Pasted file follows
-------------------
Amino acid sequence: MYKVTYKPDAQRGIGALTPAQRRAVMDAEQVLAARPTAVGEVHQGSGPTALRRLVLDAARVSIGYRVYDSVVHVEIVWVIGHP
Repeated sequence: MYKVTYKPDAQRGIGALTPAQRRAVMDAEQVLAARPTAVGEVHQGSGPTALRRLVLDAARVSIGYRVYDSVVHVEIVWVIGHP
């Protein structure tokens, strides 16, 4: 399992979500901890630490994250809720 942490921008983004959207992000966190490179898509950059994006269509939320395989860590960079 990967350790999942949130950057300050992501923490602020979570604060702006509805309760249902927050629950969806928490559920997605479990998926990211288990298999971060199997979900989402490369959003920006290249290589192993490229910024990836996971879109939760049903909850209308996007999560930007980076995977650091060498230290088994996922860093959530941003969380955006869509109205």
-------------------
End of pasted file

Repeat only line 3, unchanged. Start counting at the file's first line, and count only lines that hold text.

């Protein structure tokens, strides 16, 4: 399992979500901890630490994250809720 942490921008983004959207992000966190490179898509950059994006269509939320395989860590960079 990967350790999942949130950057300050992501923490602020979570604060702006509805309760249902927050629950969806928490559920997605479990998926990211288990298999971060199997979900989402490369959003920006290249290589192993490229910024990836996971879109939760049903909850209308996007999560930007980076995977650091060498230290088994996922860093959530941003969380955006869509109205």